Opinion: Windows 98 problems exaggerated

In an industry dominated by Microsoft and Intel, it gets a little too easy sometimes to slam the local monopolies when there isn't any real news to offer. The recent spate of Windows 98 disaster stories has made me wonder whether this isn't a case of crying wolf. Sure, there are users that have reported problems upgrading laptops with PC Cards. I've heard from some myself. But the solution to the problem is the same as it was under Windows 95: Simply remove the cards and reinstall them. Simple. And not exactly earth-shattering. The big issue here is that Windows 98 isn't a massive upgrade with all kinds of different features, requiring new drivers or anything drastic. Windows 98 is simply the next version of Windows 95. It's the same thing, really.

The only difference between Windows 98 and the OSR releases of Windows 95 is that Windows 98 is available on store shelves. This opens it up to a different kind of user (an upgrader) than Windows 95 OSR-2 or OSR-2.5. Those OSes were designed specifically to be installed on new computers and while the bulk of Windows 98's users will indeed receive the OS with a new computer, there will be millions of people that run out and buy it.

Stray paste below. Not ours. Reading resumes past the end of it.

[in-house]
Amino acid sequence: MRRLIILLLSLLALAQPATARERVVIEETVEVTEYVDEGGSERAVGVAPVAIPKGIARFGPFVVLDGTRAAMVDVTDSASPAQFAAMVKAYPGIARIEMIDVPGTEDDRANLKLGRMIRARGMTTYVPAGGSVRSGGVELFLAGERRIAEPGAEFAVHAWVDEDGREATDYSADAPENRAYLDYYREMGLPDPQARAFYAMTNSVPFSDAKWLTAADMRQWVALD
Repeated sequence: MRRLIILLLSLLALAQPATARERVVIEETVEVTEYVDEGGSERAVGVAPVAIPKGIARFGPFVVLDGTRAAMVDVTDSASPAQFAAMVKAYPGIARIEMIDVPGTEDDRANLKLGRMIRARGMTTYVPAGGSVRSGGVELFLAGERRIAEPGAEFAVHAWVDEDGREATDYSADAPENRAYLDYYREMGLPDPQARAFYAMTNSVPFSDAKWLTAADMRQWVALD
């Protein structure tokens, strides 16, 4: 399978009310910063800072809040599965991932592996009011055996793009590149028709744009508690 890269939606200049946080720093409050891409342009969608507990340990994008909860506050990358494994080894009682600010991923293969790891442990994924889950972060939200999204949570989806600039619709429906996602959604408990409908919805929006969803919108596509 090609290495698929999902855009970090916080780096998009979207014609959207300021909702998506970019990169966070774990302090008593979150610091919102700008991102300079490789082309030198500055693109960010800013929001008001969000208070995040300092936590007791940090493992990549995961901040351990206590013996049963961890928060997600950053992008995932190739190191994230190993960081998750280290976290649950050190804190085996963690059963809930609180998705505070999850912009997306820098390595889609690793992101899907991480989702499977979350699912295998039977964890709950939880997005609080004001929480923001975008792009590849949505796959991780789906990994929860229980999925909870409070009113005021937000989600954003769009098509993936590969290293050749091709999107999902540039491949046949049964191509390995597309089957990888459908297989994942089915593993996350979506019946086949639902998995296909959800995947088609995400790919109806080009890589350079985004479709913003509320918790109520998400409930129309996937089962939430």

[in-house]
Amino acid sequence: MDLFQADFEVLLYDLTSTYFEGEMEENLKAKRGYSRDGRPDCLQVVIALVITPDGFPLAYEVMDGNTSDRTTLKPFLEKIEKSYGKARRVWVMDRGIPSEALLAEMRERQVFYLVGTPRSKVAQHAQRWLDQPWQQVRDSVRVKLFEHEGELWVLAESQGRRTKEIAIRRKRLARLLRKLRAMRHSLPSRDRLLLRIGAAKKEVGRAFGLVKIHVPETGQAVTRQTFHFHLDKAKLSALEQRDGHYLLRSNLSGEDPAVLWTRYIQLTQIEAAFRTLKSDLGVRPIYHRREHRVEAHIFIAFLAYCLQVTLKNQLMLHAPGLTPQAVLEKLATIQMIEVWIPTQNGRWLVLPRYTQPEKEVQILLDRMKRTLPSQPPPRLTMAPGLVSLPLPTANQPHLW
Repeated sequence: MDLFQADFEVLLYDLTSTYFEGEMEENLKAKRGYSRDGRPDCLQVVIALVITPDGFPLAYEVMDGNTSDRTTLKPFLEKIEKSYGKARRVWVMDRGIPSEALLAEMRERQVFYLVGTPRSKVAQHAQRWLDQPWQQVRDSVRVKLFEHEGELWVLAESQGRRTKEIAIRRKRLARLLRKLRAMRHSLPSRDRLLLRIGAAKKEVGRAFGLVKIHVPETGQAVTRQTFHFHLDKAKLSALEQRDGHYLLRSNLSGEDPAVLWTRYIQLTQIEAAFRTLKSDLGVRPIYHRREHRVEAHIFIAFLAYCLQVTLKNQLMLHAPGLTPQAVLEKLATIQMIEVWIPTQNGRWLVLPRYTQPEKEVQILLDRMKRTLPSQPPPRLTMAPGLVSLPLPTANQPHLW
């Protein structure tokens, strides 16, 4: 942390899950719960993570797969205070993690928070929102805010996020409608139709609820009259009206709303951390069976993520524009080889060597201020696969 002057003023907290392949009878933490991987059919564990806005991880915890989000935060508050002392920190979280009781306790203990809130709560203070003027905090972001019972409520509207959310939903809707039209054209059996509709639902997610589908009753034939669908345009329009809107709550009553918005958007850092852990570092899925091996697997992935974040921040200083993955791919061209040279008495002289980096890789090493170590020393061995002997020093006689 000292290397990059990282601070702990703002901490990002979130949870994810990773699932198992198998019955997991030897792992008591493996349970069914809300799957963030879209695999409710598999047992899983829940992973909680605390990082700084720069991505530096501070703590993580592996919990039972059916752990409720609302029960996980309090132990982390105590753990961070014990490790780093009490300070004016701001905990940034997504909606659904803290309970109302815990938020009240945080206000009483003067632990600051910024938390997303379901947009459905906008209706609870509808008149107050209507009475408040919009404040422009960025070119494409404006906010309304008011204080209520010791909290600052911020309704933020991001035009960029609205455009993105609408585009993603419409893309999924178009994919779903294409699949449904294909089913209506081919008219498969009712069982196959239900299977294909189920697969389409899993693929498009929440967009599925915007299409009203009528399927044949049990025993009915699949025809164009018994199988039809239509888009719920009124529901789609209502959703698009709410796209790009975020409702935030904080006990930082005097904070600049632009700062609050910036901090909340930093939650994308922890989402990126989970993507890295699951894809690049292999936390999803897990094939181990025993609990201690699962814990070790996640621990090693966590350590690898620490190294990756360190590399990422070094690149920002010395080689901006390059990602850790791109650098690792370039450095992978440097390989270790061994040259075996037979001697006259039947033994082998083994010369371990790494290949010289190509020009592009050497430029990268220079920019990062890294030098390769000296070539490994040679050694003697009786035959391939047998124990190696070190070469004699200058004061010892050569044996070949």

These people are geeks. They're like you and I, probably. They want the latest and greatest, even though they can't really explain why. Windows 98 supports USB and ACPI power management, features that most of these upgraders can't use anyway. And while I'm sure there are very real problems with some systems upgrading to Windows 98, I'm also sure that the vast majority of users will experience a wonderful, hands-off upgrade. What most people are spending their $80 on is Windows 95 plus Internet Explorer 4.01, which they could have gotten for free.

So I guess I'm suggesting that the hoopla over the Windows 98 "problems" is more than a little overblown. And I really do think that it's getting a lot of press because, frankly, it's boring to say that Windows 98 is off to a great start, selling better by this point then Windows 95 did. Yup, that's awfully boring.

It's also the truth.


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